equivalence of content between corresponding "native" and "translated"
token stream files.
9. Consistency among various boundary tables
In Version 2, there were a number of cases in which a comparison of
different boundary tables for the same file-id (e.g. comparing the
"bndtkn" file to the "bndasr" file) showed different inventories of
stories; e.g. the "bndasr" table may have included fewer story entries
than the "bndtkn" table, or the "doctype" of a given story might have
differed in the two files. Also, the treatment of story boundaries in
ASR data sometimes involved the addition of an extra entry at the end
of the "bndasr" table, with "docno=UNASSIGNED".
In Version 3, the creation of boundary tables was modified to assure
that all boundary tables sharing a given file-id would have the same
set of story entries, that there would only be entries for identified
stories, and that the doctype of each story would be constant across
all tables referring to that story. For example, there are four
distinct boundary tables for each VOA_MAN program (for tkn, mttkn, as0
and mtas0 forms of the data); in this version, the four tables for a
given file-id will have the same number of lines and the same set of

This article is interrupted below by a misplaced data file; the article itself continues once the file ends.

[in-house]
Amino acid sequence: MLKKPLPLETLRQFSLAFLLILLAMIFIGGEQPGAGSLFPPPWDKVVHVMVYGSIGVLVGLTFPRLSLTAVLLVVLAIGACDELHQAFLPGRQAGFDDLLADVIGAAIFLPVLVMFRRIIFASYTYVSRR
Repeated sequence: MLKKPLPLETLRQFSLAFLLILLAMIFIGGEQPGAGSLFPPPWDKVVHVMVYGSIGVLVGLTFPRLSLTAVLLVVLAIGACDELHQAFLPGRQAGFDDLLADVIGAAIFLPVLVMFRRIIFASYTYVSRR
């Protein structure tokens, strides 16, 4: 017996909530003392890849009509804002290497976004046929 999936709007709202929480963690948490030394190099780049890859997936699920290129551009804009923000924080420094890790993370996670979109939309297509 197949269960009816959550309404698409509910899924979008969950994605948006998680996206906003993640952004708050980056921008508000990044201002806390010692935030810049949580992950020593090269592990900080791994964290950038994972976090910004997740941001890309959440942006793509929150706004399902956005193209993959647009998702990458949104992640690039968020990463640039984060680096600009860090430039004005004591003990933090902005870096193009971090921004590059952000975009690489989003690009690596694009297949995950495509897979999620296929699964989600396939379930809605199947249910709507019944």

docno and doctype values.
(The "Brecid" and "Erecid" values will of course differ across tables;
in fact a story may lack these values in one table and not in another,
e.g. if an ASR system produced words where the human transcriber or
closed caption service did not. Also, the "Esec" value of the final
story in a file may differ when comparing the tkn_bnd to the as0_bnd
or as1_bnd file, because time stamps on the ASR tokens may have
extended beyond those of the manual transcription; it is still the
case that all time spans and all tokens are accounted for in each
10. Miscellaneous bug fixes
- Version 2 contained a set of files for 19980209_2000_2100_PRI_TWD;
these were derived from an incorrect audio recording, which was
actually a duplication of 19980216_2000_2100_PRI_TWD. The former
file set has been deleted from the corpus.
- Version 2 had bad asr and as1 data for 19980528_1600_1630_CNN_HDL,
again due to a bad audio recording; a correct recording was used
for closed-caption text and topic annotation, and NIST has provided
a corrected version of the as1 data for this file; the as0 file for
this broadcast has been deleted.
- The first story annotation and recent work at the JHU summer
workshop turned up a small number of incorrect topic labels in the
Version 2 topic_relevance.table; these have been corrected.
- The Version 2 topic_relevance.table contained a number of on-topic
stories collected in the first three days of July 1998, even though
text data for these dates were not part of the corpus; these unused
topic labels have been removed.
- All of the *.as1 files in Version 2 were lacking a final line-feed
character at the end of the last line (after "</DOCSET>"); this has
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Last updated Thu Aug 19 16:14:48 1999